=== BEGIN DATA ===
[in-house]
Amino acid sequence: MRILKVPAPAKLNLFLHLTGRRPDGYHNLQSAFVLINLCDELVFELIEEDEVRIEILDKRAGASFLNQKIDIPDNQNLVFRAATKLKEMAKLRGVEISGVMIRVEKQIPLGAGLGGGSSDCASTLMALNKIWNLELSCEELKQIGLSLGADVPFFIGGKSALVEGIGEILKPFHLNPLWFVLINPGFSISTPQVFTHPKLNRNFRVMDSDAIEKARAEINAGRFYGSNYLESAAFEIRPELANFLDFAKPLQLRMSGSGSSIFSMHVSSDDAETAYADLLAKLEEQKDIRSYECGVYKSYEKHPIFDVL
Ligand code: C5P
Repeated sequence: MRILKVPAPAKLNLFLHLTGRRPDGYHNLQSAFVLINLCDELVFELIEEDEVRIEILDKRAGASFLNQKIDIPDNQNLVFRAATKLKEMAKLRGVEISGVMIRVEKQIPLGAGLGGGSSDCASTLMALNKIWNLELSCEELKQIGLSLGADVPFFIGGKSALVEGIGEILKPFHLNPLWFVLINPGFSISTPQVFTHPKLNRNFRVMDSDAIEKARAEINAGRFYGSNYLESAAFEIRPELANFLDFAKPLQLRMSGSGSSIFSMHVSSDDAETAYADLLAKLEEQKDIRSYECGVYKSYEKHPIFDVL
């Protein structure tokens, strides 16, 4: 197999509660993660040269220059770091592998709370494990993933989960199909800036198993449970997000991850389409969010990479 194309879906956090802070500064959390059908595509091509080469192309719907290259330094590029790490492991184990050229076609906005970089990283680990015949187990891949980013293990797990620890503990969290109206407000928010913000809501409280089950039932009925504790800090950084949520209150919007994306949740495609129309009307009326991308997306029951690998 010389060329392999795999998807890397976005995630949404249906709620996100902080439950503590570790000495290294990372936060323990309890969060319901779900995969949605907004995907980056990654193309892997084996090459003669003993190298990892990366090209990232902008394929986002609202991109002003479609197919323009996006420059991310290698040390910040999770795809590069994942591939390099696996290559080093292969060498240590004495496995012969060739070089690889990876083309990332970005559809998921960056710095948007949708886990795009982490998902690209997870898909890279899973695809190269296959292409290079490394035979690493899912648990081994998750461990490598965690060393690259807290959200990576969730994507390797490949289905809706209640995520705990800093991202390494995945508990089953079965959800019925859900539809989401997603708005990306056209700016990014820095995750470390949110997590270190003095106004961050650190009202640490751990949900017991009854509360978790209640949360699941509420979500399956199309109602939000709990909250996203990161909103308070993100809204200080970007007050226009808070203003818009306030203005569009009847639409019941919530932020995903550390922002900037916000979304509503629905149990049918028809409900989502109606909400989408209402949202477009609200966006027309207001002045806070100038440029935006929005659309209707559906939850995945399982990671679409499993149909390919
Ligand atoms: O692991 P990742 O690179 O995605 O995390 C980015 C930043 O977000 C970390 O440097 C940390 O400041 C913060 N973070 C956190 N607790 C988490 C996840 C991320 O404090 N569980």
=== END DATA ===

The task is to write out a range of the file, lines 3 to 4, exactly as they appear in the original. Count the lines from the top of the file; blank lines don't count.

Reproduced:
Ligand code: C5P
Repeated sequence: MRILKVPAPAKLNLFLHLTGRRPDGYHNLQSAFVLINLCDELVFELIEEDEVRIEILDKRAGASFLNQKIDIPDNQNLVFRAATKLKEMAKLRGVEISGVMIRVEKQIPLGAGLGGGSSDCASTLMALNKIWNLELSCEELKQIGLSLGADVPFFIGGKSALVEGIGEILKPFHLNPLWFVLINPGFSISTPQVFTHPKLNRNFRVMDSDAIEKARAEINAGRFYGSNYLESAAFEIRPELANFLDFAKPLQLRMSGSGSSIFSMHVSSDDAETAYADLLAKLEEQKDIRSYECGVYKSYEKHPIFDVL